Bitch Falcon – Prime Number
Bitch Falcon are currently one of the bands on the fringes of the UK alt-rock mainstream being primed for much bigger things, and with sizable festival slots already under their belts and tour dates with fellow rising stars Haggard Cat, Drones and InTechnicolour next on the agenda, they’re making all the necessary strides as far as marketing goes. But the proof is in the pudding, as they say, and while Prime Number perhaps isn’t the most impressive track from a new band this year, this sort of grunge-driven post-punk has a lot of mileage behind it, especially when the tar-thick bass and misty synths create the sort of implacable atmosphere that this sound thrives on, and Lizzie Fitzpatrick proves herself as one formidable vocalist with her curdling, contorting howls. It perhaps lacks that bigger moment to really kick it up a gear like so many other upcoming alt-rock bands have, but this is a strong start regardless, particularly for a band tapping into the darker, seedier sound of alt-rock and doing it pretty well at that. It’s definitely worthy of that rising star moniker.
Scarlxrd – 0000.SICK.
It’s getting difficult to know what to say about Scarlxrd tracks now, especially when it seems that he’s used pretty much every weapon in his arsenal right now. Becoming boring is the worst thing that can happen to an artist like this, and yet 0000.SICK. is diving straight into that territory without a second thought. Sure, the warping, flute-like synth is nice, but beyond another increasingly dull permutation of cement-cracking bass, trap beat and scream-rapping about nothing of interest anymore, it’s really getting tedious to revisit these tracks now, especially when they’re as messy and sloppily constructed as they are. It’s a wonder that Scarlxrd has anything left to even say anymore, but given how repetitive these tracks have been for the most part, he’s clearly not against reusing ideas, and that burnout that was setting in weeks ago is turning into full-blown dislike in record time.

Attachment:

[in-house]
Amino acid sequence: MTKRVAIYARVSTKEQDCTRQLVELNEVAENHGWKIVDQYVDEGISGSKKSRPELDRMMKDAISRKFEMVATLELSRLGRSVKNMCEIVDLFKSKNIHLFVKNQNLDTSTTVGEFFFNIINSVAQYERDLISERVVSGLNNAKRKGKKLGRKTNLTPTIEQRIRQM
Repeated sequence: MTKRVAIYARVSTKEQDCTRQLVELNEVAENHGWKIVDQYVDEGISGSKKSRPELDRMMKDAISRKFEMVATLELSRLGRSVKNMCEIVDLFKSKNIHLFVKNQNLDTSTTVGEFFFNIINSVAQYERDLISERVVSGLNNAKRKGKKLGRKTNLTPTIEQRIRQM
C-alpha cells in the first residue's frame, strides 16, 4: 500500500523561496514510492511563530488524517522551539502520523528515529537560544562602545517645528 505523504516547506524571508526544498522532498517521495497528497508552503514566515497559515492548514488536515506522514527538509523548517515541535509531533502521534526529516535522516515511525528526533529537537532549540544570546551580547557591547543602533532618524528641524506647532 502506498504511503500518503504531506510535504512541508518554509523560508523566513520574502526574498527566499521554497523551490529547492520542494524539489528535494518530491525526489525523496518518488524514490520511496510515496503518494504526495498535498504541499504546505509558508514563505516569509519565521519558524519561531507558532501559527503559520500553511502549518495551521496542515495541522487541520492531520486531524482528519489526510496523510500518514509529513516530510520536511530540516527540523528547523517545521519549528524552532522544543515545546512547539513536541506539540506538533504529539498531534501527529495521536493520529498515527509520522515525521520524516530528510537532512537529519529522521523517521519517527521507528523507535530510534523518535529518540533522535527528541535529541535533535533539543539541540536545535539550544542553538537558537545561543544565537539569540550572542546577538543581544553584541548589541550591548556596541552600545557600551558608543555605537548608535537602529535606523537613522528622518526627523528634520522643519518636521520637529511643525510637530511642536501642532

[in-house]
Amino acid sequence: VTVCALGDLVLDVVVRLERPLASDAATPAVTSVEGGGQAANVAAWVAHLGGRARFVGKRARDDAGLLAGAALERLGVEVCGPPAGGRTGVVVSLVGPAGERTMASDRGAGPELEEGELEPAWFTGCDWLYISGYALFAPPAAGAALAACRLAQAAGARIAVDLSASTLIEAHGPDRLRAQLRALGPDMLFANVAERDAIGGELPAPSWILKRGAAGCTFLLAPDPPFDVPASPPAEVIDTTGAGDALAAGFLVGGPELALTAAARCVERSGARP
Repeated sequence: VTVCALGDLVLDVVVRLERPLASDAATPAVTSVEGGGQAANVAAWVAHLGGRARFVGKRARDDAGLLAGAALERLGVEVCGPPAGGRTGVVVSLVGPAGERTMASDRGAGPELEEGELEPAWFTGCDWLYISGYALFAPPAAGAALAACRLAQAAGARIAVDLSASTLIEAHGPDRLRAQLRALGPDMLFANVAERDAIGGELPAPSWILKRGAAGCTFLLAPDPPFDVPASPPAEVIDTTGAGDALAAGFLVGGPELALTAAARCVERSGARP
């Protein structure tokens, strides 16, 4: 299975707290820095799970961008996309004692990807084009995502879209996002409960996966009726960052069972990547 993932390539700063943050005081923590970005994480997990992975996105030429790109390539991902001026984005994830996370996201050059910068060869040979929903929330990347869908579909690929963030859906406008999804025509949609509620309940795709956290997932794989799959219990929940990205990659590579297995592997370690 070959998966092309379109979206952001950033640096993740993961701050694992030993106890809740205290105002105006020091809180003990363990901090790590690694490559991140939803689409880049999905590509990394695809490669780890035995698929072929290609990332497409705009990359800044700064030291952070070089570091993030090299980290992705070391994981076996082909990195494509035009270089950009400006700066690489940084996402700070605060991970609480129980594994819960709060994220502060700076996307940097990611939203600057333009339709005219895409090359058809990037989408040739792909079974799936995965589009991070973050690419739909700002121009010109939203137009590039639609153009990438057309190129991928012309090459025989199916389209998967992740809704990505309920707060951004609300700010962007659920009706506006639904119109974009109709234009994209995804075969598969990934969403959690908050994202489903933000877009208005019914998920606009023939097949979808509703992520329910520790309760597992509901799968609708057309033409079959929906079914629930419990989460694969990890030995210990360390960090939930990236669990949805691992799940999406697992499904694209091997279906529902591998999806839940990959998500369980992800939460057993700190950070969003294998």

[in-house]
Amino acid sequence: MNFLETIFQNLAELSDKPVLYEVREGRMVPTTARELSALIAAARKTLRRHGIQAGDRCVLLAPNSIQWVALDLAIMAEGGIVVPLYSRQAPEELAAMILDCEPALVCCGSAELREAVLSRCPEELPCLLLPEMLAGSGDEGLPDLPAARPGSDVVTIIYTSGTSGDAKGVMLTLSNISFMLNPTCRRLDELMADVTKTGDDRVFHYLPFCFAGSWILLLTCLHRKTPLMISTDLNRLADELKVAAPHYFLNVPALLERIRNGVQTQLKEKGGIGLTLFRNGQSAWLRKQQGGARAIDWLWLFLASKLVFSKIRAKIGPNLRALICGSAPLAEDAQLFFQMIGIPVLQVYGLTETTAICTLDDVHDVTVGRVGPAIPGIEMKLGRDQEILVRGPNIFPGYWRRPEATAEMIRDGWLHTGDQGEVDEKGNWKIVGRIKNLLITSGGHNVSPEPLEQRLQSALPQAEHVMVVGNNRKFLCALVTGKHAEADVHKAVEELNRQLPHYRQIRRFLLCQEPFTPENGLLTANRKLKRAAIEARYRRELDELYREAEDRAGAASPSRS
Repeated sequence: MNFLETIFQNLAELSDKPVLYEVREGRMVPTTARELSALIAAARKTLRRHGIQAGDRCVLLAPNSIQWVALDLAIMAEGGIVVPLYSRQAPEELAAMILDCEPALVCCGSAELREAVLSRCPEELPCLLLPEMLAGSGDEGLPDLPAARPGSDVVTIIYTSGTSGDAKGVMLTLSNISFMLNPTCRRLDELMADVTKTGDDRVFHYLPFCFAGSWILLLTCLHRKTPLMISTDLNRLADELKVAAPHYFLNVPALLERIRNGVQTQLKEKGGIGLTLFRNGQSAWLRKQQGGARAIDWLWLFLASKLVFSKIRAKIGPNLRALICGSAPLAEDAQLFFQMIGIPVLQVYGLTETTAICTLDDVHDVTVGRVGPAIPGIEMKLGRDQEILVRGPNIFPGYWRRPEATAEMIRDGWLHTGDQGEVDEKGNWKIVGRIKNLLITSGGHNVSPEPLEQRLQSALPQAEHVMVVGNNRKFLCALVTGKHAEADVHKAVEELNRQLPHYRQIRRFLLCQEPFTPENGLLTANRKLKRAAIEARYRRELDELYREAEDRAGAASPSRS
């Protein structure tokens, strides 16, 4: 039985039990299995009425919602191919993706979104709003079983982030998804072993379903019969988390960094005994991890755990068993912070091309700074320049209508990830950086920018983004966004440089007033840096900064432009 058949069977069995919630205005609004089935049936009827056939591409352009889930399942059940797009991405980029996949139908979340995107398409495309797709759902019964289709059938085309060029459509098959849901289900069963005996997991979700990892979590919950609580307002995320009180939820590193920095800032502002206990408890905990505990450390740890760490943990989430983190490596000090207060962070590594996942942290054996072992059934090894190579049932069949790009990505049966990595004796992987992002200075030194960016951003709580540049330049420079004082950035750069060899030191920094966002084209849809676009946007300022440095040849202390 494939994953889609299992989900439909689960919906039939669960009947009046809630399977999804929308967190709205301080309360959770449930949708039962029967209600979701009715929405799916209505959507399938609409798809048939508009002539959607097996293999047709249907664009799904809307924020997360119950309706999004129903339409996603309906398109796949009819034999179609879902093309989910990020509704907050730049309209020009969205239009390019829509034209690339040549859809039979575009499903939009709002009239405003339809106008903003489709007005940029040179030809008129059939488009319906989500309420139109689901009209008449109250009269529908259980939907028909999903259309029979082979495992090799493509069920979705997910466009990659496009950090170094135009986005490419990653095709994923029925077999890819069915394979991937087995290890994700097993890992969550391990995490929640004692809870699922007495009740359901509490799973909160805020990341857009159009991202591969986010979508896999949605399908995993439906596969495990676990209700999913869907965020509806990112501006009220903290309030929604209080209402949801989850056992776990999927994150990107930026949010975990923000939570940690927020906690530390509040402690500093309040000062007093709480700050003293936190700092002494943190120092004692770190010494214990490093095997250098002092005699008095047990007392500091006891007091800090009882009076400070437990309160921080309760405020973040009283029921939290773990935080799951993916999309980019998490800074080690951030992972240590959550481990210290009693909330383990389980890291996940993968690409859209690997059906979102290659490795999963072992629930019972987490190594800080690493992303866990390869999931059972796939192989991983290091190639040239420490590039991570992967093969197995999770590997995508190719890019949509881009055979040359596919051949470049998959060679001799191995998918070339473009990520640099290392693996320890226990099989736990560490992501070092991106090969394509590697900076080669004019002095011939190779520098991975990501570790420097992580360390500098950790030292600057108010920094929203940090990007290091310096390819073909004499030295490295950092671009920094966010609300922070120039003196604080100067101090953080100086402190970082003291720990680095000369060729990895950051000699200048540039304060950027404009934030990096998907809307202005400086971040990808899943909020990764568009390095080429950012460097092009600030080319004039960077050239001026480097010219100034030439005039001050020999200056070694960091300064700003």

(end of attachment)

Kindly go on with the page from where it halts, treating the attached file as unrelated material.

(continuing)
Ghouls – Might As Well Be
Ghouls seem to be impressively shaking off the shackles that their ska-punk billing has imposed upon them, mostly by upping the punk and keeping the ska as more of an accompaniment. It’s a smart move that a lot of bands have adopted, but on Might As Well Be, Ghouls seem to be embracing it more than most. At only a minute-and-a-half long, there’s not much room to experiment anyway, but with the bold, bouncy guitars and horn crescendo towards the end, there’s a lot of presence that’s packed into such a short runtime. It does mitigate how much can really be said though, and the reliance on energy above anything too distinct is noticeable. Still, that’s more of a feature than a flaw, and Ghouls are able to use it for a pretty enjoyable song regardless. It’d be nice if there was more of it, but hopefully that’ll be coming down the line sooner rather than later.